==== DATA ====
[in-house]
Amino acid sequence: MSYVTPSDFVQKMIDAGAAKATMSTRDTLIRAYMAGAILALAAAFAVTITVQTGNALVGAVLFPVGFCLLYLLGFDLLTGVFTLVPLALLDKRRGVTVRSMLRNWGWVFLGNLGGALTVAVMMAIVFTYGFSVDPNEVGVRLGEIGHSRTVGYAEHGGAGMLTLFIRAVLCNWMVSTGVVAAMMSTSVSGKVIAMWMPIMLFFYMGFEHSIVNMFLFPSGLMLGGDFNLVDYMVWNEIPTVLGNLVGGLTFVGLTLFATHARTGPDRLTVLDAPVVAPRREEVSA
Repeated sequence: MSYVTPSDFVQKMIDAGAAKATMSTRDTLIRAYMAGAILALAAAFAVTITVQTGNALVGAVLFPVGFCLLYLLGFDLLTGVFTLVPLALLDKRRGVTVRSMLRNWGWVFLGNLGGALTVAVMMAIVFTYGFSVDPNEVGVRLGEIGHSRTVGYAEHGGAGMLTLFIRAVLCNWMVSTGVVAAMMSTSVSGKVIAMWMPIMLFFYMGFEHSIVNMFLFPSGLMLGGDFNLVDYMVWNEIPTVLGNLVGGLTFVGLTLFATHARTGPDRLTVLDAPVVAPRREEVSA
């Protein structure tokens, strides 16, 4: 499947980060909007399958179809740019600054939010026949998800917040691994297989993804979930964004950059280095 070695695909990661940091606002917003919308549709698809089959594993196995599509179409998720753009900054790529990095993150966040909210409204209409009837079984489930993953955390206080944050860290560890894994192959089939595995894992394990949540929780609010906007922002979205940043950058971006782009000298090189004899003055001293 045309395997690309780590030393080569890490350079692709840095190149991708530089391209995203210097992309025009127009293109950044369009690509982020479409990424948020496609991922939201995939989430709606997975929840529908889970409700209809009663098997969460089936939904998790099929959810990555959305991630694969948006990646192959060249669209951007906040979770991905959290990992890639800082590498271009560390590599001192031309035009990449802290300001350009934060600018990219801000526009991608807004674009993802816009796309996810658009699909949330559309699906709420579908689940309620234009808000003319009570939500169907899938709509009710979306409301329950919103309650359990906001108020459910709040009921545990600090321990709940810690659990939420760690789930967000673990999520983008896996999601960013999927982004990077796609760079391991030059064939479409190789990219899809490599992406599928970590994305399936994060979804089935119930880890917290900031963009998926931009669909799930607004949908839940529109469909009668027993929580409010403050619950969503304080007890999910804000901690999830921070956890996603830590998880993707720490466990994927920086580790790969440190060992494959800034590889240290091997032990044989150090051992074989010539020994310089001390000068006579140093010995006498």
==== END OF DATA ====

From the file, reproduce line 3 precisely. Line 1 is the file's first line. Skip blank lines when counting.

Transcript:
Repeated sequence: MSYVTPSDFVQKMIDAGAAKATMSTRDTLIRAYMAGAILALAAAFAVTITVQTGNALVGAVLFPVGFCLLYLLGFDLLTGVFTLVPLALLDKRRGVTVRSMLRNWGWVFLGNLGGALTVAVMMAIVFTYGFSVDPNEVGVRLGEIGHSRTVGYAEHGGAGMLTLFIRAVLCNWMVSTGVVAAMMSTSVSGKVIAMWMPIMLFFYMGFEHSIVNMFLFPSGLMLGGDFNLVDYMVWNEIPTVLGNLVGGLTFVGLTLFATHARTGPDRLTVLDAPVVAPRREEVSA